The range of chemicals affecting human health is broad and growing. Figures on chemical production and consumption in the WHO European Region are the highest in the world: 11 of the top 30 chemical-producing countries are European, generating sales of €533 billion. These include hazardous chemicals, such as heavy metals and some persistent and non-persistent organic pollutants – for which toxicity to humans is well established – as well as emerging chemicals, all of which cause public health concerns.
Globally, 1.3 million lives and 43 million disability-adjusted life-years (DALYs) were lost in 2012 as a result of exposure to selected chemicals, the health effects of which are well known. In the European Region mercury pollution costs €5.1 billion per year, while a broader estimate of childhood medical and physiological conditions resulting from chemical hazards suggests that the costs are in the order of €71 billion per year. A recent analysis estimated the costs of the burden of disease attributable to endocrine-disrupting chemicals at €163 billion per year. Despite substantial progress in chemicals regulation, urgent actions are needed to protect children at early stages of development to improve population health throughout the life-course.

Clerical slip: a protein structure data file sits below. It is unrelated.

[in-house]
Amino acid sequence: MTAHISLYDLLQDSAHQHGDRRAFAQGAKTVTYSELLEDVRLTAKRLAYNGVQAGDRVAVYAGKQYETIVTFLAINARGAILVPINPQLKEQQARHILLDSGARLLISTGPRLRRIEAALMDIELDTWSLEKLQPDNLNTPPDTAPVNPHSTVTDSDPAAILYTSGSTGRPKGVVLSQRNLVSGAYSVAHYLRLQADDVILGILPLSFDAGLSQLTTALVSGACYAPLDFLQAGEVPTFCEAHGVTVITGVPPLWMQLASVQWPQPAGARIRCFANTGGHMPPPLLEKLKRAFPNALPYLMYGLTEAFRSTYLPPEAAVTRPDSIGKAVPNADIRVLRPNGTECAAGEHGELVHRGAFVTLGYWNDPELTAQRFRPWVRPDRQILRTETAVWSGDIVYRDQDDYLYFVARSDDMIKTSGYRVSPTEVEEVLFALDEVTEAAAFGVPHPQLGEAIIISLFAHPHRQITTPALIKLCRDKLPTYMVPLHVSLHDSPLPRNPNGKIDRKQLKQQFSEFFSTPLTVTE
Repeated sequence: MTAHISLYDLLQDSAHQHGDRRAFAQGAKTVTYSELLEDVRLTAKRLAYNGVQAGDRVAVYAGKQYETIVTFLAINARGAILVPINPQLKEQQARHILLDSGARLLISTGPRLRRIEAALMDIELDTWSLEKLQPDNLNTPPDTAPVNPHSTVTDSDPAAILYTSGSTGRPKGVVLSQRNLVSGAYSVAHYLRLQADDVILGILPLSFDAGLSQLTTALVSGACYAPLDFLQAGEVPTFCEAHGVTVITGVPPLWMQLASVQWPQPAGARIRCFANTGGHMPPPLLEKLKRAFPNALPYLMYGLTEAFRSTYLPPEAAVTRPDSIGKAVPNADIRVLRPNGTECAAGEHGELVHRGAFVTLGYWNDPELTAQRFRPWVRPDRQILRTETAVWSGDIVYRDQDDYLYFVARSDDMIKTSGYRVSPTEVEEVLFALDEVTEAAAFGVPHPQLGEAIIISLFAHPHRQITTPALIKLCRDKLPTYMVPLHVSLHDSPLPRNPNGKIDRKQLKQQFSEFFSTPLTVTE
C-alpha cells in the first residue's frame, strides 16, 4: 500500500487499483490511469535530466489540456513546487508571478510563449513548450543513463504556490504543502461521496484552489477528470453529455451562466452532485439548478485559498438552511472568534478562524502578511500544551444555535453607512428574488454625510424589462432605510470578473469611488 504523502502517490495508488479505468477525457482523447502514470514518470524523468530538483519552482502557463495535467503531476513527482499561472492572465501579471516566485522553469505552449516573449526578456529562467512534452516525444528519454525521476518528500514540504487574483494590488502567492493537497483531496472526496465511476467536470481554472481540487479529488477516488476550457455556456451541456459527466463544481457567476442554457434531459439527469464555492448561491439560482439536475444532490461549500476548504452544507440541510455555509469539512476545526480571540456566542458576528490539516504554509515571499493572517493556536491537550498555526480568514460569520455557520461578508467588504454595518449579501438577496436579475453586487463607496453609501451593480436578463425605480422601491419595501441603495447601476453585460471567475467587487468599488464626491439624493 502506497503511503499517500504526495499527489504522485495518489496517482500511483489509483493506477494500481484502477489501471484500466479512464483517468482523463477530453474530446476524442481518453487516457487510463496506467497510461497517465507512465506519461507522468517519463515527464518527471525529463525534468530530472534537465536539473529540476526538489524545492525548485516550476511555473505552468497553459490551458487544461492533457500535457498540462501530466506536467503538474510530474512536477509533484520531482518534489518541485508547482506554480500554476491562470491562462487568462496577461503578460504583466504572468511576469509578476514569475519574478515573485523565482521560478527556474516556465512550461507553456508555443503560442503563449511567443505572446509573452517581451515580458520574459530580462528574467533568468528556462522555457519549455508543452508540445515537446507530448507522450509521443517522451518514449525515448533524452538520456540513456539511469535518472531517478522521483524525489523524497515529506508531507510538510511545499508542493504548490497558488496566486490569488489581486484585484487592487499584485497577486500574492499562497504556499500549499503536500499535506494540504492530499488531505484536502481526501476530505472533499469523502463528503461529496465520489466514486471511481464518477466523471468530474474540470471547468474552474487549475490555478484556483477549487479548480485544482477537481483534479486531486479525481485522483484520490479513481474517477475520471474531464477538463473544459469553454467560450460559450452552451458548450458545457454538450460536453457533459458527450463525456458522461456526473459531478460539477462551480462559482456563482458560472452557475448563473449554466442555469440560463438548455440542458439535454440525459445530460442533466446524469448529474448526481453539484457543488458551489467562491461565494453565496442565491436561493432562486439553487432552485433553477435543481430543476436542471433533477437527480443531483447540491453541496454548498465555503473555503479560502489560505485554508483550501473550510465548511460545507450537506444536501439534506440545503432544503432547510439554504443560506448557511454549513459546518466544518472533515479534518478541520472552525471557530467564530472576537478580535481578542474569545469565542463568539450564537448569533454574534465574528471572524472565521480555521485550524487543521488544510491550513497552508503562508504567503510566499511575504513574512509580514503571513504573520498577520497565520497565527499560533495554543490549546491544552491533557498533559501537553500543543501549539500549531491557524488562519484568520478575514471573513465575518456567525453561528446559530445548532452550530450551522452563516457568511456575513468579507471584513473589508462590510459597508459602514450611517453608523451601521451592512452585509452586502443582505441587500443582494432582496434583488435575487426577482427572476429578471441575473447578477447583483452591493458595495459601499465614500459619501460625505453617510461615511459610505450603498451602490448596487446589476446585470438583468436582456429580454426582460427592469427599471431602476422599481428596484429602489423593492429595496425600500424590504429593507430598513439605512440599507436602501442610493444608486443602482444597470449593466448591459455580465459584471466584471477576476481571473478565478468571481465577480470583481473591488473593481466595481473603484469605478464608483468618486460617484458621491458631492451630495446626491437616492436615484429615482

According to the classification performed by the International Agency for Research on Cancer, many chemicals are classified as human carcinogens with sufficient or limited evidence: 120 substances are carcinogenic for humans; a further 81 are probably and 299 are possibly carcinogenic for humans. Occupational carcinogens are estimated to cause between 2% and 8% of all cancers. Unintentional poisonings in 2010 were estimated to cause 58 000 deaths annually in the European Region, and the majority resulted from preventable chemical exposures.